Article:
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5 Ways to Reduce Nursing Turnover in Year One

John Commins, for HealthLeaders Media, February 7, 2011

5. Track and measure criteria that to drive accountability.

Successful systems use metrics to drive retention. One system tracks data on turnover, engagement, and patient satisfaction on a unit level, and will intervene for units that do not meet the metrics. Another system measures key performance indicators that reflect retention, such as patient satisfaction. Managers select indicators each year, and attainment is tied to a bonus-sharing program.  

Patel says accountability is a common theme for all hospitals with high retention rates. "There is a drive to be measurement oriented," she says. "Management owns this. They believe that their management is a huge contributing force toward retaining talent."

Obviously, different hospitals face different challenges, but Patel says good management has been shown to overcome outside pressures beyond the hospital walls. "I talked to organizations – and not just in healthcare – where there is high turnover versus those who have a low turnover and you can definitely tell there is a difference between the programs," she says. "The way they speak about their programs, the depth of their programs and how they manage the new hires, there is a difference."


John Commins is a senior editor with HealthLeaders Media.

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6 comments on "5 Ways to Reduce Nursing Turnover in Year One"


vdutton (3/4/2011 at 2:53 PM)
This is just more Hogwash! - The main problem with retaining nurses, patient safety, drug errors and nurses leaving the bedside (Hospitals do not hire enough nurses to safely take care of the patients)Hospitals are the biggest obstacle to improved healthcare.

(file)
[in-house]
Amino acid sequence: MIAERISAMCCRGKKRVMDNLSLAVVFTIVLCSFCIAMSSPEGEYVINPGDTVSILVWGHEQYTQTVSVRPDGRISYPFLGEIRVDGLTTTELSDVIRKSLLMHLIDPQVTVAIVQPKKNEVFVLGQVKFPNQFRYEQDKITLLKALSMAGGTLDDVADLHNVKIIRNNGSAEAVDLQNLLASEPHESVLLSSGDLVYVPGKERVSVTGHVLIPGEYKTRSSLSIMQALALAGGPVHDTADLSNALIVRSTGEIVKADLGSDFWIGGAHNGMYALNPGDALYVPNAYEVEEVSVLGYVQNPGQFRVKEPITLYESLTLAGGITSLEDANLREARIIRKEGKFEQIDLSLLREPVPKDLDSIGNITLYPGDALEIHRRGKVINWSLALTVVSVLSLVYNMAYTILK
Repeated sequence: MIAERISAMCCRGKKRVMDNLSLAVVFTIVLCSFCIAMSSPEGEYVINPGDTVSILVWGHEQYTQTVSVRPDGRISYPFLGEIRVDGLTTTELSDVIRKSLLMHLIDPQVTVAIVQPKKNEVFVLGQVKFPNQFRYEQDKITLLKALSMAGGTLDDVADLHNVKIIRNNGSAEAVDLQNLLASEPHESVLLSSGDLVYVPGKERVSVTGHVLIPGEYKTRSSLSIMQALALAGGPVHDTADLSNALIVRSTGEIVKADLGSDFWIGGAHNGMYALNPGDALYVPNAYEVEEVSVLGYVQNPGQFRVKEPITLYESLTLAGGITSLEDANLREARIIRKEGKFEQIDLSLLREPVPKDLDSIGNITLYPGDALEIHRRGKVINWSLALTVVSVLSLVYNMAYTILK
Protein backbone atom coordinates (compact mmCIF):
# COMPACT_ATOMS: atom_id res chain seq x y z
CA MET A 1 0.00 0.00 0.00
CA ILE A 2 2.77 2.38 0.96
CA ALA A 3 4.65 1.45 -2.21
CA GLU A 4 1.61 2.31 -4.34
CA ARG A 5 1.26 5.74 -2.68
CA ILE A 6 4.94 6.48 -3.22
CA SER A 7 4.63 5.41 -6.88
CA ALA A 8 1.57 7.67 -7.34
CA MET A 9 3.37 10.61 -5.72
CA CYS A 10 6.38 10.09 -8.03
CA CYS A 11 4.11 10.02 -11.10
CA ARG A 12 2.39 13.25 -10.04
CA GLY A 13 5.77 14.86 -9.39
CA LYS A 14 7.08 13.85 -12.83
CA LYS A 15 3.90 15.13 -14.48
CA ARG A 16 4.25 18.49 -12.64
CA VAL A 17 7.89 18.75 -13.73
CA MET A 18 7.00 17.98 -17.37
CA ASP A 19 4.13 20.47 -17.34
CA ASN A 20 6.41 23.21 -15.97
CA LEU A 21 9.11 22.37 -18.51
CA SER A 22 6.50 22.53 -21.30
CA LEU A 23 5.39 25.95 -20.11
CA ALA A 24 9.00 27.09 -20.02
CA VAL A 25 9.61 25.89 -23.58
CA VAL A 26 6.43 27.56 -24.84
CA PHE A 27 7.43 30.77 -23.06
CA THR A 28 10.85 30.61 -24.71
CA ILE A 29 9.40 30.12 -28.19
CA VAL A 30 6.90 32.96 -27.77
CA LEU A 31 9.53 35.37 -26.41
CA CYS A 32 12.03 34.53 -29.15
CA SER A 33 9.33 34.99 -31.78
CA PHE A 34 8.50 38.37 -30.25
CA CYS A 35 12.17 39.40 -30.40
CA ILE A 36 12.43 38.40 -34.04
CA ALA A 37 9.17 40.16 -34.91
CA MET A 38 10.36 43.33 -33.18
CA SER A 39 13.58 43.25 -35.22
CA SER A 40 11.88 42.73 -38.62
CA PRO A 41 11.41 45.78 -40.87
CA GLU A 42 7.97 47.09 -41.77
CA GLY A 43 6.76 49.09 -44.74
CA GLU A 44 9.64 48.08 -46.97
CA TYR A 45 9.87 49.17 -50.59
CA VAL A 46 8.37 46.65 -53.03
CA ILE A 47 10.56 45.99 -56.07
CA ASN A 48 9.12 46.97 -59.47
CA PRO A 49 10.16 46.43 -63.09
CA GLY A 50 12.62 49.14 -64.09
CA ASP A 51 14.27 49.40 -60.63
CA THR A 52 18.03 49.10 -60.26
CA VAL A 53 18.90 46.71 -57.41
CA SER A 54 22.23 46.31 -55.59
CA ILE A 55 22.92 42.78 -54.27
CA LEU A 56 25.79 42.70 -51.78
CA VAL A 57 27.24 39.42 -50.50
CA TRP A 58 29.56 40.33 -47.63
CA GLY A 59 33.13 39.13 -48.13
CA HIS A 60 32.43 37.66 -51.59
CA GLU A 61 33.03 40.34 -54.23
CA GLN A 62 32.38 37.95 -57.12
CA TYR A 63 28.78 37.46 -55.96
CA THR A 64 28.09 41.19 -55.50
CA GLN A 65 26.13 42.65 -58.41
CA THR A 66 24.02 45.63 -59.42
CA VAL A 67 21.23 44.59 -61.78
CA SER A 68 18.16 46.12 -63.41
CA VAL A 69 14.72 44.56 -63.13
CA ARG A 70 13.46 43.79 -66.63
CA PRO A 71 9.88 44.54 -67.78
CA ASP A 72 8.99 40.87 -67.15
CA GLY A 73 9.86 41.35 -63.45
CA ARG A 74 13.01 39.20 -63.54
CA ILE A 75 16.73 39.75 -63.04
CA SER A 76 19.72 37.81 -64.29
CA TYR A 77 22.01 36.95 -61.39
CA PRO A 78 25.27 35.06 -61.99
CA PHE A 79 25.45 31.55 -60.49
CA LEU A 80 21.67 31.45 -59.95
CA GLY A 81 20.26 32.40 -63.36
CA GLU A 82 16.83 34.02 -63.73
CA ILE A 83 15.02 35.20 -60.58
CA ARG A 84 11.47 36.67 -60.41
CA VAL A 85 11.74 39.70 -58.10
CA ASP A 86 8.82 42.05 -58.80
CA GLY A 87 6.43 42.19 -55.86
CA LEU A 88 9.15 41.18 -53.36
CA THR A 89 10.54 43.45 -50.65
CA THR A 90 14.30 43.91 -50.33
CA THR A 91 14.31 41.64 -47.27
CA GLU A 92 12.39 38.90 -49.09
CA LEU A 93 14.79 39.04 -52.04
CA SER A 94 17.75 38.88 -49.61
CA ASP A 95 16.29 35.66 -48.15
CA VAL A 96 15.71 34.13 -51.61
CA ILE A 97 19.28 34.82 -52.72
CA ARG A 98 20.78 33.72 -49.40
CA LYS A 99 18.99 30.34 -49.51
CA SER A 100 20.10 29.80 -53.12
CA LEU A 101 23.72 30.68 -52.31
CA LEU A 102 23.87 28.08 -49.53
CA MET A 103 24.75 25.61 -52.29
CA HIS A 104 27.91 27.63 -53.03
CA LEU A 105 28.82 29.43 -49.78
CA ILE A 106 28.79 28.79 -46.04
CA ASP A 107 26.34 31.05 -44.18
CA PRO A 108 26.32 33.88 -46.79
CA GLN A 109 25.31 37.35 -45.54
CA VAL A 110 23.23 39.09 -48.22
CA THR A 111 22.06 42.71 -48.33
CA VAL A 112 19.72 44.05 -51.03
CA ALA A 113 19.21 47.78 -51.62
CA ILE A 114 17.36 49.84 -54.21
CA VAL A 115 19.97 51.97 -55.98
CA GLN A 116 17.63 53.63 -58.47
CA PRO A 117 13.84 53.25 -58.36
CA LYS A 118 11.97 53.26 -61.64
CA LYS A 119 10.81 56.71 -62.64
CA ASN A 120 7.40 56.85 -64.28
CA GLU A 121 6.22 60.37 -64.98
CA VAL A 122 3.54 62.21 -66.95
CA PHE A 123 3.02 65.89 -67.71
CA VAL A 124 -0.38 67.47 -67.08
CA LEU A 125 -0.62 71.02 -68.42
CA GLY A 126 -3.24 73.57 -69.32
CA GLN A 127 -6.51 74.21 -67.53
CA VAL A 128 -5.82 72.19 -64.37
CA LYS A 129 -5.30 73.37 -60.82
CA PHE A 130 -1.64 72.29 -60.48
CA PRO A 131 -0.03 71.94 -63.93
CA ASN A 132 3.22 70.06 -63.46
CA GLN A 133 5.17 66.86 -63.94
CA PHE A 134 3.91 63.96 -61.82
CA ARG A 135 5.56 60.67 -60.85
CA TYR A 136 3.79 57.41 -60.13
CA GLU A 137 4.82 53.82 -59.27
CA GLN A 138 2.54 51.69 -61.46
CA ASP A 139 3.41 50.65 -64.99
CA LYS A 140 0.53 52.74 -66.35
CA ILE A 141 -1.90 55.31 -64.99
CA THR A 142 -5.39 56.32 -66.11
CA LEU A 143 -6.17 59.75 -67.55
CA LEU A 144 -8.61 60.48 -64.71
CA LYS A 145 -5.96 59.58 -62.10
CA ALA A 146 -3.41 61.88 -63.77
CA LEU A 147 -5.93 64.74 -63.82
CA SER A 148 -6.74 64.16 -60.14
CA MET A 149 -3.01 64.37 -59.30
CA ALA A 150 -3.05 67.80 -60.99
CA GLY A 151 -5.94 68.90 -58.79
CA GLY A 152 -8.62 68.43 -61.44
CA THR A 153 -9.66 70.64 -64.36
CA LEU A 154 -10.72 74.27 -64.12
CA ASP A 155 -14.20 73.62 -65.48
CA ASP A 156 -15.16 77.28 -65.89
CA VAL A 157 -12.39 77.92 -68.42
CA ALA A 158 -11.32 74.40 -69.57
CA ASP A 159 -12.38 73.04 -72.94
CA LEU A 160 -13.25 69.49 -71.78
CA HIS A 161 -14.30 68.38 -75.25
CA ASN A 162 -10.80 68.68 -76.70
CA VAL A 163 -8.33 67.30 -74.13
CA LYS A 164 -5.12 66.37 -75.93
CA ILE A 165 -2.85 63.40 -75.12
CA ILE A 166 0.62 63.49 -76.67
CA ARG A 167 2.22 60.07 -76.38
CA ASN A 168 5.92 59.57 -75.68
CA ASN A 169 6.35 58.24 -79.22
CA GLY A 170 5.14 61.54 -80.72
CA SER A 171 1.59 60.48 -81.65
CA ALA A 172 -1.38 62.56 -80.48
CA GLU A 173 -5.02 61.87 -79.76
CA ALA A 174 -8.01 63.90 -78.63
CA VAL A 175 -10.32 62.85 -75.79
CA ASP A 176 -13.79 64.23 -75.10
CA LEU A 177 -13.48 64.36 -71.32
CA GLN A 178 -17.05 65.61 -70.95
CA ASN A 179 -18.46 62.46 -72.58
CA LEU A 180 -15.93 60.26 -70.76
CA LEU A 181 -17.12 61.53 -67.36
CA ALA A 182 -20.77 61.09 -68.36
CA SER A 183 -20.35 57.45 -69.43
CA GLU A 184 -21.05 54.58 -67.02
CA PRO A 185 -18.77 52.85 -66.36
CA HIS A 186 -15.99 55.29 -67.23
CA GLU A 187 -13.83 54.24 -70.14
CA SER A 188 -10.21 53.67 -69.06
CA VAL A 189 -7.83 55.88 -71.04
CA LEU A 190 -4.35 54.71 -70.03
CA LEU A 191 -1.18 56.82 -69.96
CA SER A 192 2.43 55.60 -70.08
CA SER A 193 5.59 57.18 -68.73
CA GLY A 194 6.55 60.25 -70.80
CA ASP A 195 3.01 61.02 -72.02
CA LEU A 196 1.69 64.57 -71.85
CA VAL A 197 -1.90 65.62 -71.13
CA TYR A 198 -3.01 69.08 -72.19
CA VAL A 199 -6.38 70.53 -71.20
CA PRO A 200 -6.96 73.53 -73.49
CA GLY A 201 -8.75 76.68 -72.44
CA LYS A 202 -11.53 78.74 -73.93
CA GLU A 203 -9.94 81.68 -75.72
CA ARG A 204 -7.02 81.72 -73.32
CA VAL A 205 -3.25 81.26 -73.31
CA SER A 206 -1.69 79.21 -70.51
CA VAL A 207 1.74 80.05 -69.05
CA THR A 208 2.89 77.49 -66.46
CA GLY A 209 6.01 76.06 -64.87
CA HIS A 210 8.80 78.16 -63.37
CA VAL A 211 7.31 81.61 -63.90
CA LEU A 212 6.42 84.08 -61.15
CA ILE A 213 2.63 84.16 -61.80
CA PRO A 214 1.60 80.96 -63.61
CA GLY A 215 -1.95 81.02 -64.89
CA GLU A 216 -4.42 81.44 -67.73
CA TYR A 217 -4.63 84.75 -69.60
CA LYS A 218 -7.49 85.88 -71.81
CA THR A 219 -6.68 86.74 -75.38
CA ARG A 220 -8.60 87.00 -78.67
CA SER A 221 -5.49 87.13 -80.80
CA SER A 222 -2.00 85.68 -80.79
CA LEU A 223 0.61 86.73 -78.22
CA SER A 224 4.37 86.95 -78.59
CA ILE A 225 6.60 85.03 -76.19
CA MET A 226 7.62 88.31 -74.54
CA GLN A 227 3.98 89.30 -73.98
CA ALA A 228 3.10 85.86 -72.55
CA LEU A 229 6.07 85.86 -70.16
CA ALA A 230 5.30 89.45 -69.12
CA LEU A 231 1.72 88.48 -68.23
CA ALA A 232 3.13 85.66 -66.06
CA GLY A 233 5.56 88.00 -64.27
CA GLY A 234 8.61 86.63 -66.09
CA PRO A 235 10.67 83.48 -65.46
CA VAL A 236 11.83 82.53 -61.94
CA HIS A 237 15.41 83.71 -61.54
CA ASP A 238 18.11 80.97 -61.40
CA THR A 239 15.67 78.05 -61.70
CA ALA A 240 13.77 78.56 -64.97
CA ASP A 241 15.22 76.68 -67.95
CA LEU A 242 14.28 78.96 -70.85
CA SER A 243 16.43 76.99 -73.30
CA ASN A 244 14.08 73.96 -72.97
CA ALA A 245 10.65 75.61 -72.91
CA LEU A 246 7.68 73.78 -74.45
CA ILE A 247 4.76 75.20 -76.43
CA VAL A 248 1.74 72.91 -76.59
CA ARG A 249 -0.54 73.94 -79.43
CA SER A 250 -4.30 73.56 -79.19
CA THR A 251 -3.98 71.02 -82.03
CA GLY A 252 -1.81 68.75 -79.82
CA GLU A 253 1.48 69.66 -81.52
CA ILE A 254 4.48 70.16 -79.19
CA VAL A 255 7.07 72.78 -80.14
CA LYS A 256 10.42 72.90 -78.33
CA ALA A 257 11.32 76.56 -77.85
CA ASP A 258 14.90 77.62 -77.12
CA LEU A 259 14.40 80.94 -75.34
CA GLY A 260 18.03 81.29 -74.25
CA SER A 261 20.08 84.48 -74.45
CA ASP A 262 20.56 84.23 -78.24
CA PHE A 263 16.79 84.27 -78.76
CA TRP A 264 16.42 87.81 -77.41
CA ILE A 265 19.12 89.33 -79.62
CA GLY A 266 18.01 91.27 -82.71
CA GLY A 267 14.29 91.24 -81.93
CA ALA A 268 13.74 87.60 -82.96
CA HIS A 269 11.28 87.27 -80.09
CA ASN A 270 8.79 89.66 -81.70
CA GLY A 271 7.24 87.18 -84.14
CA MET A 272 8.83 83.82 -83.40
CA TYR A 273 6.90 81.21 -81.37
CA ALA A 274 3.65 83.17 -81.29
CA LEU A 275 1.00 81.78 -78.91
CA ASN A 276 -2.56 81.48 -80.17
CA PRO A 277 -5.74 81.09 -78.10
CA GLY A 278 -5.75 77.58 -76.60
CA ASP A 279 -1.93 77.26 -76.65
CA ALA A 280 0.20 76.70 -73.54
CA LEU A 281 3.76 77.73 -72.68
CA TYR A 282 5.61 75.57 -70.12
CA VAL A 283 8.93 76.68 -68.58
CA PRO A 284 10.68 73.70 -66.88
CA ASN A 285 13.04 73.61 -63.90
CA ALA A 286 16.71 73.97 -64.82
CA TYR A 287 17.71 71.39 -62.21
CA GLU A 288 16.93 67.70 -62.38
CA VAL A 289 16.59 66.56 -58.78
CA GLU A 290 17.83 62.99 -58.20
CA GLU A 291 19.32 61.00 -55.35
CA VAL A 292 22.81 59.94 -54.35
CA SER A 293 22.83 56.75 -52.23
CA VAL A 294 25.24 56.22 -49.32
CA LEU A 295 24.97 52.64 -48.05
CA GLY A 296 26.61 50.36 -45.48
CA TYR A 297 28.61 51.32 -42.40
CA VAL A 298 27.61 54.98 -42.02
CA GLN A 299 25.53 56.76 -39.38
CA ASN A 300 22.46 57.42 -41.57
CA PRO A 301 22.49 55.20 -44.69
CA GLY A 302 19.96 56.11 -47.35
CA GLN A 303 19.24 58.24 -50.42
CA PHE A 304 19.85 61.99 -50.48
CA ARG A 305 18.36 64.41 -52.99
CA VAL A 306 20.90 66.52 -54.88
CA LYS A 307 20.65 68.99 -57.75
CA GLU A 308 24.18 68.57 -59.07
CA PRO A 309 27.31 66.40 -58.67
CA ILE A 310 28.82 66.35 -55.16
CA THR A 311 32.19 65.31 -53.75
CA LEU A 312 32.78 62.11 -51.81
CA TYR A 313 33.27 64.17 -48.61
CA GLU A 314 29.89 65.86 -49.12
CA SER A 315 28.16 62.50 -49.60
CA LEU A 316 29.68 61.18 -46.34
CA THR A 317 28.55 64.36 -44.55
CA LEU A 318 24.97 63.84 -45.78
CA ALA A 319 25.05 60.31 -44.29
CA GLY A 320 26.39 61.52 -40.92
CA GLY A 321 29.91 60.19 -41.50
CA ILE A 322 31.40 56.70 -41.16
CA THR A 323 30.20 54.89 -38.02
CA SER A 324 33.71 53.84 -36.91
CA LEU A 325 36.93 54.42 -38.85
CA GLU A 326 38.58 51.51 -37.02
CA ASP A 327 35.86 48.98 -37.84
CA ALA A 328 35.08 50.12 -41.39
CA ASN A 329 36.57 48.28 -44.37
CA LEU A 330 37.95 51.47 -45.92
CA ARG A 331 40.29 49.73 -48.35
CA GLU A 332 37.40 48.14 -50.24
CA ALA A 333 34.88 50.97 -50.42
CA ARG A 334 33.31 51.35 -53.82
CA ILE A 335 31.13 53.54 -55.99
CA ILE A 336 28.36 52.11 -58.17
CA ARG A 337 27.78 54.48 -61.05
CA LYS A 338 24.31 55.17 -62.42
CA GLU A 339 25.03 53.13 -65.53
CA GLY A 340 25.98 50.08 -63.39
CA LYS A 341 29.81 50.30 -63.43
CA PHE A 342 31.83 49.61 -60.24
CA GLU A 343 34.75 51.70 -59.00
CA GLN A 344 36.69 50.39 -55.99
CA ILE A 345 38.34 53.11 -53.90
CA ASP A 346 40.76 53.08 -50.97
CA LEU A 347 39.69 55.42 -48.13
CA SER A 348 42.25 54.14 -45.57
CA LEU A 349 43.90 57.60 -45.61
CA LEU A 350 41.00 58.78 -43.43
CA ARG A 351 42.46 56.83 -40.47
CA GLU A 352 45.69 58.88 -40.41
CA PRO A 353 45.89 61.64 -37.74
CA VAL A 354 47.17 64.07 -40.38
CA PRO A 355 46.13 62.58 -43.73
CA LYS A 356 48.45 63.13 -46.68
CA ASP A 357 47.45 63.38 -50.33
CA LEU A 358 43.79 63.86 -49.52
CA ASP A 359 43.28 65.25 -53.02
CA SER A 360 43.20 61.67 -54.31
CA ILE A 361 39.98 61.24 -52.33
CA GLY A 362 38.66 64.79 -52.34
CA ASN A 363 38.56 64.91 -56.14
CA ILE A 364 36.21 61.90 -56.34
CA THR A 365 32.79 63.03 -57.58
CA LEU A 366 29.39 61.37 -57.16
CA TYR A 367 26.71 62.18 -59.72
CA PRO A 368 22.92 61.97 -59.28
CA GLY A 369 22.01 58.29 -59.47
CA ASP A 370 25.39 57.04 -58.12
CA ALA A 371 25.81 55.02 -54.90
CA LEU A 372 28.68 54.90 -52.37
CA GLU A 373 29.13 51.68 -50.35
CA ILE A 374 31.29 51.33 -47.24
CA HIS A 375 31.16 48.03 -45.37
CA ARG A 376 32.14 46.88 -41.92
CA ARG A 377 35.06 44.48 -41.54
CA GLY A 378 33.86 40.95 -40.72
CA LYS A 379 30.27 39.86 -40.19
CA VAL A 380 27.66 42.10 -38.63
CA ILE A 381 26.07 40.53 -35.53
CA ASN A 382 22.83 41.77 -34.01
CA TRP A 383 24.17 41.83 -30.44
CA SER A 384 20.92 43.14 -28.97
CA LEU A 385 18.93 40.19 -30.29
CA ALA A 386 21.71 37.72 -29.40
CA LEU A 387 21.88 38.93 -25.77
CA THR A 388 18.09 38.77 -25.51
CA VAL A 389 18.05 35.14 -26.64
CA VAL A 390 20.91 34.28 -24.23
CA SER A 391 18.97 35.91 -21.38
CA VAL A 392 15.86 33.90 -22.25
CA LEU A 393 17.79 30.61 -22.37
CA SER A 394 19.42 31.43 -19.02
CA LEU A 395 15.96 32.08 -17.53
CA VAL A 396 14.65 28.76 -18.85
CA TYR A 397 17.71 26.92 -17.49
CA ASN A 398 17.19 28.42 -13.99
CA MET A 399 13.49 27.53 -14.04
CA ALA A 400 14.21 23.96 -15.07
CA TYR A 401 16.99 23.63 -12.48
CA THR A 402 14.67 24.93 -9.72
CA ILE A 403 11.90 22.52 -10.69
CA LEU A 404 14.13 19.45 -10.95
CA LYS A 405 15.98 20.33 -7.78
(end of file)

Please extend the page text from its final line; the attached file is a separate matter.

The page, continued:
Beth Boynton, RN, MS (2/12/2011 at 12:51 PM)
Great article! I especially like that you are including "employee feedback" in #3. I would add, "look for ways to invite and integrate input from staff for any problem solvin". It increases buy-in, role models collaboration, increases creative options, enhances outcome success, and builds assertiveness! Beth Boynton, RN, MS, author of "Confident Voices: The Nurses' Guide to Improving Communication & Creating Positive Workplaces"

Christina M. Guillen-Cook, MBA,BS, RN (2/8/2011 at 5:40 PM)
The key point that was not mentioned, was how hospital administrators[INVALID]managers, directors, CNOs, CEOs, etc.[INVALID]need to actually engage in practices that let nurses know how valued and respected all nurses are, new and seasoned, if they want to retain them. As I nurse of over 30 years, I continue to witness the chronic mismanagement of our profession. What nursing needs is actual leaders. Leaders who care about each other and the profession. Leaders who advocate for the profession. Leaders who can inspire and bring out the best in all nurses. I'm tired of nursing managers who cares only about themselves, their next job or the next rung on the professinal ladder. The current behavior among to many nursing managers is killing our profession. We need nurses who care about the profession, nurses and can advocate for our value in the workplace. Until we have that kind of leadership, we will continue to have nursing leave the profession and who can blame them.